Update to the Blog
Well, no updates since 2017 is kind of sad, but indicative of how busy we have been servicing our clients. The first tax season with the new provisions of the Tax Cuts and Job Provision Act is almost behind us, and there is quite a bit to reflect on.
The Tax Cuts and Job Provision Act of 2017 had a big effect on the 2018 individual tax returns I prepared this year. One of the biggest ones, that is near and dear to my heart, is the tax return for my grandmother. Affectionately known as “Mamo”, my grandmother is 98 years old and lives in a memory care unit. She was an astute investor and a hard worker, so her assets provide the income to pay for her care. Her tax return for 2018 was much the same as her return for 2017; she itemized her deductions because of her expensive medical care and her income was about the same from Social Security and her investments. The standard deduction was raised with the new act, but Mamo had enough medical expenses to be able to itemize. The end result for her in 2018 was that she owed taxes. Due to the Tax Cuts and Job Provision Act of 2017, she lost her personal exemption, and as a result, owed income tax.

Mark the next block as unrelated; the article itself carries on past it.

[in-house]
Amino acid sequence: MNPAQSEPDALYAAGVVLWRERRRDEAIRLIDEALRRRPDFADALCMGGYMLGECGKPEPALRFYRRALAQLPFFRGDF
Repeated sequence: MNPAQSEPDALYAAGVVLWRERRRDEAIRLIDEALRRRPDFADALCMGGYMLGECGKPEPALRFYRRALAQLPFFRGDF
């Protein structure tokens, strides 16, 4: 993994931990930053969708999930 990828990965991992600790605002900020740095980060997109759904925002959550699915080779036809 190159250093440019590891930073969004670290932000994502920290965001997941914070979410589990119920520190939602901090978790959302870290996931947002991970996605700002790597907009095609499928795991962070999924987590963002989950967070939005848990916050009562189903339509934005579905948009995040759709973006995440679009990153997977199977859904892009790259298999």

Returns I prepared for young families had a different result. Most of the young families with children received nice refunds. Case in point are the returns for my two daughters and their families. The Tax Cuts and Job Provision Act increased the child tax credit from $1,000 to $2,000 for each child under the age of 17 and provided a $500 credit for other dependents. The Act also increased the income thresholds for qualifying for the child credit. Before the Act, when my girls were under the age of 17, my income was too high to qualify for the credit. The income thresholds increased from $110,000 AGI for married filing jointly to $400,000.
Important to note, refunds are based not only on the tax law, but on your withholding and estimated tax payments. The goal isn’t to receive a large refund, but to pay in enough to avoid any penalties.